Policy made plain.
Feb. 1 1998 3:30 AM

Shameless puffery from the editor.

Don't Readme


The sole purpose of this "Readme" column is to draw your attention to our cornucopious coverage of the Clinton sex scandal. If you've missed the news at all, " Today's Papers" will catch you up on daily developments from the past week. (Earlier Papers are, of course, accessible from the current column.) For the world's reaction, check out " International Papers." " The Week/The Spin" supplies the big picture in a small package--plus our Clintometer, which scientifically measures within 1-percent accuracy the chance of the president not finishing his term. It is updated daily. In " Chatterbox," we file random tidbits, insights, observations, and factoids. Chatterbox is updated at least once a day, usually more often. " In Other Magazines" synthesizes the coverage in Time, Newsweek, and so on. If you miss the weekend talk shows, " Pundit Central" will have them all neatly packaged for you by midday Monday.

Slate's chief political correspondent has been filing daily from the D.C. epicenter. Catch up on his reports in "Dispatches & Dialogues." While you're there, read the latest exchanges between Susan Estrich and David Frum about Matt Drudge, the cybergossip who broke the story. David Plotz's " Assessment" this week is a composite portrait of Bill Clinton's dream date. Washington editor Jodie T. Allen denies having slept with the president. (Not one of her more persuasive essays, in the view of her colleagues.) " The Gist" brings together all the varying explanations for the president's alleged behavior, looking for a unified theory. In " Frame Game," William Saletan analyzes how the various players are struggling to position Monica Lewinsky in the public mind. And Jared Hohlt's " Web Sites" review is your guide to the many Monica sites that have already sprung up.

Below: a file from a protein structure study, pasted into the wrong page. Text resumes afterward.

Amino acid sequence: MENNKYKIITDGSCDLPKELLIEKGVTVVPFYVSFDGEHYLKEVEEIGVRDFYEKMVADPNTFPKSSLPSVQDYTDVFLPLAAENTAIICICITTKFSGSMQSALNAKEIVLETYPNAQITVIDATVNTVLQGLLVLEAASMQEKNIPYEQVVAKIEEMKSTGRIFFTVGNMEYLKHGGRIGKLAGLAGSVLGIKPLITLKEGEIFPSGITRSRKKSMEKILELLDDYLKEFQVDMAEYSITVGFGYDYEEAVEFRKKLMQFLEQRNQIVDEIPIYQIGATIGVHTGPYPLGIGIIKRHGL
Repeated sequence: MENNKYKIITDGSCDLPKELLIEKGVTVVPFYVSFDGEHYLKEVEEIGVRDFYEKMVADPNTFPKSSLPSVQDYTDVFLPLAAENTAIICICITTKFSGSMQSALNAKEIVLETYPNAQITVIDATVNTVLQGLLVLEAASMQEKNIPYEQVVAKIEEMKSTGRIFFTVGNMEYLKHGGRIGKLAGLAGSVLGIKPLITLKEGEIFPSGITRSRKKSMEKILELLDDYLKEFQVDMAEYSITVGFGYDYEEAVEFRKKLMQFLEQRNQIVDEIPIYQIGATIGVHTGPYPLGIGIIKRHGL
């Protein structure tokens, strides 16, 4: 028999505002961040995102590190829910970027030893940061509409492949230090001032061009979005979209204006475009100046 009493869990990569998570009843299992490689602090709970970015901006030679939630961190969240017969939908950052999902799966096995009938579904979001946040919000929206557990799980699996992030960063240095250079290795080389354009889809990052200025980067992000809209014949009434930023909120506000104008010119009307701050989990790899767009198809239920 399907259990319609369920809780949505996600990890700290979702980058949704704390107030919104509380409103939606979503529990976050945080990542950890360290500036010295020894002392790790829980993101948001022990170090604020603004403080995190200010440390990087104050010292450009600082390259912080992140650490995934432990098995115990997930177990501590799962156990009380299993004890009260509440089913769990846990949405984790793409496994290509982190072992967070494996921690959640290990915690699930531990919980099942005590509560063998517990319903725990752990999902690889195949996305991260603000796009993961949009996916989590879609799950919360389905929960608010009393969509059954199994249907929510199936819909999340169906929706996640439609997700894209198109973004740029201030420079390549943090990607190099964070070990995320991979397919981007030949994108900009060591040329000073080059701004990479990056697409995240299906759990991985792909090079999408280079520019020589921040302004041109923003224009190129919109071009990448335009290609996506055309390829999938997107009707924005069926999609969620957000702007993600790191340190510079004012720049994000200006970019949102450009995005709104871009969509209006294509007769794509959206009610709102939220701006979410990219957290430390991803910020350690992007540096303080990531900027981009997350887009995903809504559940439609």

Next Week: The Clinton Scandal--Media Overkill?

--Michael Kinsley


P.S. Not everything in Slate this week is about Bill and Monica. Stephen Harrigan returns with his latest tally of " Plot Holes" in current movies. The " Medical Examiner," Atul Gawande, offers a doctor's novel argument on abortion. Anne Hollander, our fashion columnist, praises fake fur. And that's not all ...

Michael Kinsley is a columnist, and the founding editor of Slate.